The electoral arithmetic was always that the Tories were going to get what they got last time, in 2017, plus or minus a couple of percentage points. The only chance of defeating them was for either the Labour Party or the Lib Dems to do very badly indeed. The more equal the opposition split, the bigger the Tory majority. It’s unfair, I know, but that’s the way the electoral system works.

    At the start of the election campaign, there was an article in Lib Dem Voice about the possibility of Jo Swinson being the next prime minister. I wrote “Tell her she’s dreaming” in the comments. That’s a catch phrase from one of my favourite films BTW. The Castle. It’s an Aussie film so maybe not well known here.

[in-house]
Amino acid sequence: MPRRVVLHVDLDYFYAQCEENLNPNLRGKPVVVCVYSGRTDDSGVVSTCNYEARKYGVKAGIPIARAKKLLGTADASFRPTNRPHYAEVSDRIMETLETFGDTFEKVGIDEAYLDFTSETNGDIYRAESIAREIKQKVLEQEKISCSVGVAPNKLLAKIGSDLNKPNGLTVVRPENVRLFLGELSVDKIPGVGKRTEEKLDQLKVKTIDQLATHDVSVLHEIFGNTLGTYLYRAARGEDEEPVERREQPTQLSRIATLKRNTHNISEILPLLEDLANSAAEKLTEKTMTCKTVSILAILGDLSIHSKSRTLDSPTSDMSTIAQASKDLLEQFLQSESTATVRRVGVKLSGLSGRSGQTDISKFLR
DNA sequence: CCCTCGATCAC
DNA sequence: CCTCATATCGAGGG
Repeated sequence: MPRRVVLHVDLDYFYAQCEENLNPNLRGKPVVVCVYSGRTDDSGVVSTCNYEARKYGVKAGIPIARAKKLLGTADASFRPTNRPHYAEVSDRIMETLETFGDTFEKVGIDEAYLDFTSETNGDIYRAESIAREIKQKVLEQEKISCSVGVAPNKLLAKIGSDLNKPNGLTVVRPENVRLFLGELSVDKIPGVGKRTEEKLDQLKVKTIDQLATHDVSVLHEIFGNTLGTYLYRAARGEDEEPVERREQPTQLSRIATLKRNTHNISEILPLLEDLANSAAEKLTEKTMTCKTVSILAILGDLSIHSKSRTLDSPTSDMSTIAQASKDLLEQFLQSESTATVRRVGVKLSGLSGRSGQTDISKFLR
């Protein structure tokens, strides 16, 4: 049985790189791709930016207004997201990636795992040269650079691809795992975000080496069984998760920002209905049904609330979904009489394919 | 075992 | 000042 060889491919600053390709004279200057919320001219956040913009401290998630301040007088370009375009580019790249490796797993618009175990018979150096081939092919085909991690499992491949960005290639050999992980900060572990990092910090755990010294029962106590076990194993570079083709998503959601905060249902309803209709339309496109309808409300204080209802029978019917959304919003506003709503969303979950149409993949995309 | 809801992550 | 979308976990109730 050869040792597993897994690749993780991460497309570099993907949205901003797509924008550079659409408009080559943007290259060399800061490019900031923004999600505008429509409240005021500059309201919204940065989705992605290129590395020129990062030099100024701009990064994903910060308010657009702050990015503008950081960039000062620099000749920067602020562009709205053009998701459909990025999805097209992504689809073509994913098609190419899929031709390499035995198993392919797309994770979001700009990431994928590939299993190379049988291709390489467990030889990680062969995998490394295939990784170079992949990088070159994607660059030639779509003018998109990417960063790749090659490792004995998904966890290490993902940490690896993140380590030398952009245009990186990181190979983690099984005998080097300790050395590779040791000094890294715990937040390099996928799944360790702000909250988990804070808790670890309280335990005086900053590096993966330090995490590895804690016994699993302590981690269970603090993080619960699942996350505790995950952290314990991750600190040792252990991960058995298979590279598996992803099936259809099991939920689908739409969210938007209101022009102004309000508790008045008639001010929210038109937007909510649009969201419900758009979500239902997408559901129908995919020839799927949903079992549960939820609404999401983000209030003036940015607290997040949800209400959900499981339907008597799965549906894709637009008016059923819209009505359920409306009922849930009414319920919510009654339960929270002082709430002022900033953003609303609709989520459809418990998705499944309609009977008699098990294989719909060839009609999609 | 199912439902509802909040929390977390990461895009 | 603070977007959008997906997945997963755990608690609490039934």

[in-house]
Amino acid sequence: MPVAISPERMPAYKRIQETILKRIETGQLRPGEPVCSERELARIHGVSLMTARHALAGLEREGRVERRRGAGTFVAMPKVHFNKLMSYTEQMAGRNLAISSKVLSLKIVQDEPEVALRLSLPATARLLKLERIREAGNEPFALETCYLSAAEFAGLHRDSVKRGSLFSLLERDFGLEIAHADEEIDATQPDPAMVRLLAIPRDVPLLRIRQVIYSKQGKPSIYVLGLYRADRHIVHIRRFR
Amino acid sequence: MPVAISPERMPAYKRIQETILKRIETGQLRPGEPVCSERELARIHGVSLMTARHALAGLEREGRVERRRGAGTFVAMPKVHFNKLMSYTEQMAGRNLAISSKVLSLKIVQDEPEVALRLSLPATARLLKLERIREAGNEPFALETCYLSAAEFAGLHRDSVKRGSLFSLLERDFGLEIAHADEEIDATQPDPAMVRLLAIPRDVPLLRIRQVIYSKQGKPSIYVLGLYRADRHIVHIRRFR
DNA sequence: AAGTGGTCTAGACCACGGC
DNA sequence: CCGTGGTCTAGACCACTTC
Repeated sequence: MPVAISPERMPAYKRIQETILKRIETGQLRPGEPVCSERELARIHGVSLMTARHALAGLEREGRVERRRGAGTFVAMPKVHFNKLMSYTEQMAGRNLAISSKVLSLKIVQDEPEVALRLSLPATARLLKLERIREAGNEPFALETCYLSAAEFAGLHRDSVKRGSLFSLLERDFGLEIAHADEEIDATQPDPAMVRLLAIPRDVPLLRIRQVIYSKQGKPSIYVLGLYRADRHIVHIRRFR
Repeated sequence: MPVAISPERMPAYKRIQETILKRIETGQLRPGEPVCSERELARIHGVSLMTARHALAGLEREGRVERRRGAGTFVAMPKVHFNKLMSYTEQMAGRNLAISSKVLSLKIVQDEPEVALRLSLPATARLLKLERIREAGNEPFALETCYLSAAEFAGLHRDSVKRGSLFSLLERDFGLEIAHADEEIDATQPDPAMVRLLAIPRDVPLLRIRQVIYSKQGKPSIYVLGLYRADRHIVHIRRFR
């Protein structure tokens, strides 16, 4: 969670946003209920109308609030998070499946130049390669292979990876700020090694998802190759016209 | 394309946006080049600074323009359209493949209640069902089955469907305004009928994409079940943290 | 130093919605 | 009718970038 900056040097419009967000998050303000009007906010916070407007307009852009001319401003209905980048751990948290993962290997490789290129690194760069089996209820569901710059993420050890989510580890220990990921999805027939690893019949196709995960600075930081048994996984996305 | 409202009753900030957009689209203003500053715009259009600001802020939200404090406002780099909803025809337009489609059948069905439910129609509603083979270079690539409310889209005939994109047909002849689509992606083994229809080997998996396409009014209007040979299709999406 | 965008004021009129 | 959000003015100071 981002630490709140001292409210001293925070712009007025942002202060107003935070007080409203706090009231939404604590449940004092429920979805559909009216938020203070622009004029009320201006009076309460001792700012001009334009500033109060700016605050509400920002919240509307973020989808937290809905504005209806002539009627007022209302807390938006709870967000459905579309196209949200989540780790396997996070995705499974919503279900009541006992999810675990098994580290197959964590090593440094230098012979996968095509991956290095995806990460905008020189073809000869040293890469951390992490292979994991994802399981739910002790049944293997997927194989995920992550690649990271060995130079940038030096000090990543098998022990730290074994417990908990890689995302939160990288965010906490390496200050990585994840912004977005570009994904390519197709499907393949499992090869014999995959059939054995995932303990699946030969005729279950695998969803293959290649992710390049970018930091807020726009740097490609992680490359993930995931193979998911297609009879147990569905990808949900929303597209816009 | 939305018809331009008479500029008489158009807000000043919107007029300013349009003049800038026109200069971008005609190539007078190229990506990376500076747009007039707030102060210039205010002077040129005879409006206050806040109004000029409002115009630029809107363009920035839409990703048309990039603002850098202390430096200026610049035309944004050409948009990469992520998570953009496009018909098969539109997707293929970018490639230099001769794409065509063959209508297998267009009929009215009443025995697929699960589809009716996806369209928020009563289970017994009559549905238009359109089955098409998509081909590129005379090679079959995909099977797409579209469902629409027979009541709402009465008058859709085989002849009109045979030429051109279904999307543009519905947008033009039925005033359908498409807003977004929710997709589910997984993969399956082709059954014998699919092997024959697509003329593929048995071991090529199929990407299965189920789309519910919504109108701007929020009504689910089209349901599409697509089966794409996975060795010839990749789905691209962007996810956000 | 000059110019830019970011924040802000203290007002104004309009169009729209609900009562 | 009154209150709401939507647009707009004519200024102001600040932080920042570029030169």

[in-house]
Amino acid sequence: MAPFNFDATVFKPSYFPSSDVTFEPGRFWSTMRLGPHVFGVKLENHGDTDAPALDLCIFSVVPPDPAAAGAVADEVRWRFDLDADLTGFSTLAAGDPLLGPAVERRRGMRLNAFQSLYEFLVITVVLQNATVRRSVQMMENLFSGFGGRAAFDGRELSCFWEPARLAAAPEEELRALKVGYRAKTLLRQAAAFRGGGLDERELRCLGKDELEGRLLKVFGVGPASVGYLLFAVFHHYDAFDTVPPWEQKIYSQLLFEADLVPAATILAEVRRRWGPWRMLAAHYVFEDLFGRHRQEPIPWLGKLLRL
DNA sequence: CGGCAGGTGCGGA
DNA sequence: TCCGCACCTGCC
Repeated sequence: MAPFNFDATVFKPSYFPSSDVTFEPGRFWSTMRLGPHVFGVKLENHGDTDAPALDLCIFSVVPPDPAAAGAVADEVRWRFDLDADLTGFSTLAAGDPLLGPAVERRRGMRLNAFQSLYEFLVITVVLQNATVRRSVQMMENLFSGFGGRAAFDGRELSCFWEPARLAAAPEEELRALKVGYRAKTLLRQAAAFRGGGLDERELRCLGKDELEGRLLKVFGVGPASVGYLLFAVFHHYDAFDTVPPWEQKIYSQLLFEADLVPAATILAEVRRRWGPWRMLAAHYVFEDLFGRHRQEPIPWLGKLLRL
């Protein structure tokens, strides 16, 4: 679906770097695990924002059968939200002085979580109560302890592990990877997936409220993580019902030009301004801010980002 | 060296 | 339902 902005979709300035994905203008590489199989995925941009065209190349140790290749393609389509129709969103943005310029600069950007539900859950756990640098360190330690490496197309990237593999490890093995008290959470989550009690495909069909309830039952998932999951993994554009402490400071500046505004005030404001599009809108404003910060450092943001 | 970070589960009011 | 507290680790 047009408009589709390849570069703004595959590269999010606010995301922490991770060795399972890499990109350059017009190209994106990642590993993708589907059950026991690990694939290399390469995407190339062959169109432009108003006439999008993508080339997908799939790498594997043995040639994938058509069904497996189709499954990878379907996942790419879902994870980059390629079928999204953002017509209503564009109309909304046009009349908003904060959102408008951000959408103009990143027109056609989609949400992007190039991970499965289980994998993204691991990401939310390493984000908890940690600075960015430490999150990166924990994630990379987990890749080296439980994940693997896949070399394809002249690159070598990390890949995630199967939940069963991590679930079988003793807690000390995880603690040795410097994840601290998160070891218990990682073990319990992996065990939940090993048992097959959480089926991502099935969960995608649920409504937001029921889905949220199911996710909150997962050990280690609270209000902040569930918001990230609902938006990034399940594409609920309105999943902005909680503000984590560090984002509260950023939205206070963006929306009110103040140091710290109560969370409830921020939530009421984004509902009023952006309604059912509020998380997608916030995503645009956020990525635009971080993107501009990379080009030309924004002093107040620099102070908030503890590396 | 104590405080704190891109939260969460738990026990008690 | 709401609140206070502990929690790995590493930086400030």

The Lib Dems, and Remainers generally, blew it, in the last Parliament, when they couldn’t organise themselves to install JC as PM for long enough to have another referendum. They chose Brexit and 5 years of the Tories over no Brexit and maybe one year of Labour. Once BJ had his wish for another election, it was game over for the Remain side. There was nothing either Labour or the Lib Dems could do to prevent a Tory win. There’s no point in saying we should have done this or should have done that. It wouldn’t have affected the Tory vote in the slightest.